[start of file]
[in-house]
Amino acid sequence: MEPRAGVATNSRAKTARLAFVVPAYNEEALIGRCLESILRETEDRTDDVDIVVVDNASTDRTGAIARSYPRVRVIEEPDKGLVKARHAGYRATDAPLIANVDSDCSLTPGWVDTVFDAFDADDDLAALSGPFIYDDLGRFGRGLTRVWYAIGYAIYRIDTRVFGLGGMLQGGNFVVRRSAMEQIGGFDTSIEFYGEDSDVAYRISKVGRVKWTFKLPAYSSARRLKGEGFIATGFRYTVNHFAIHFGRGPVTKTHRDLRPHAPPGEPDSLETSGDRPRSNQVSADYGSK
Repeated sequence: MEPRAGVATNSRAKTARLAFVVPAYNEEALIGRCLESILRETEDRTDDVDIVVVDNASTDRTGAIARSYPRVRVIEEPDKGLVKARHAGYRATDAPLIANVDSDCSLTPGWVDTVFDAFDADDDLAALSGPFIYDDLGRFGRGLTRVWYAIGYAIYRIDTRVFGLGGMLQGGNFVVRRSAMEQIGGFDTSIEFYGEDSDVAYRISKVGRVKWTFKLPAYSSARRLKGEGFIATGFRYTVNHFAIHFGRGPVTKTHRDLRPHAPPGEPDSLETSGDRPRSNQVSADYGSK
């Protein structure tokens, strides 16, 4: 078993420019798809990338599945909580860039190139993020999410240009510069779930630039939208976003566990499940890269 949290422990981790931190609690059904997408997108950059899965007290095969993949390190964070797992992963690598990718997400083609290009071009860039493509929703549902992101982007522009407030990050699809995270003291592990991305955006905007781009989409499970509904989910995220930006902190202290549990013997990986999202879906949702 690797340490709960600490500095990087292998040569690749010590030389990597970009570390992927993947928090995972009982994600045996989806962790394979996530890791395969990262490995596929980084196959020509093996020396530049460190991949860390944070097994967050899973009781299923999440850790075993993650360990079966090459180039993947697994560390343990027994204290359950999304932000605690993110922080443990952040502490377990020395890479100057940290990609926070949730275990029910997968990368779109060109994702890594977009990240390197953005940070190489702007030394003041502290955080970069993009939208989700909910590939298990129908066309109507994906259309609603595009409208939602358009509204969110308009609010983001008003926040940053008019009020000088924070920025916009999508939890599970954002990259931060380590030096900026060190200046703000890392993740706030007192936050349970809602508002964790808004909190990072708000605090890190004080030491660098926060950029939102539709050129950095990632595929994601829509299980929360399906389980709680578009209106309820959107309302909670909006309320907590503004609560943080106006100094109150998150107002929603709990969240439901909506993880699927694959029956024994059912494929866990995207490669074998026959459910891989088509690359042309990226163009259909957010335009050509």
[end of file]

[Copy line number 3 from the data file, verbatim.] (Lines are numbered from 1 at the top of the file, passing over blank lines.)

Repeated sequence: MEPRAGVATNSRAKTARLAFVVPAYNEEALIGRCLESILRETEDRTDDVDIVVVDNASTDRTGAIARSYPRVRVIEEPDKGLVKARHAGYRATDAPLIANVDSDCSLTPGWVDTVFDAFDADDDLAALSGPFIYDDLGRFGRGLTRVWYAIGYAIYRIDTRVFGLGGMLQGGNFVVRRSAMEQIGGFDTSIEFYGEDSDVAYRISKVGRVKWTFKLPAYSSARRLKGEGFIATGFRYTVNHFAIHFGRGPVTKTHRDLRPHAPPGEPDSLETSGDRPRSNQVSADYGSK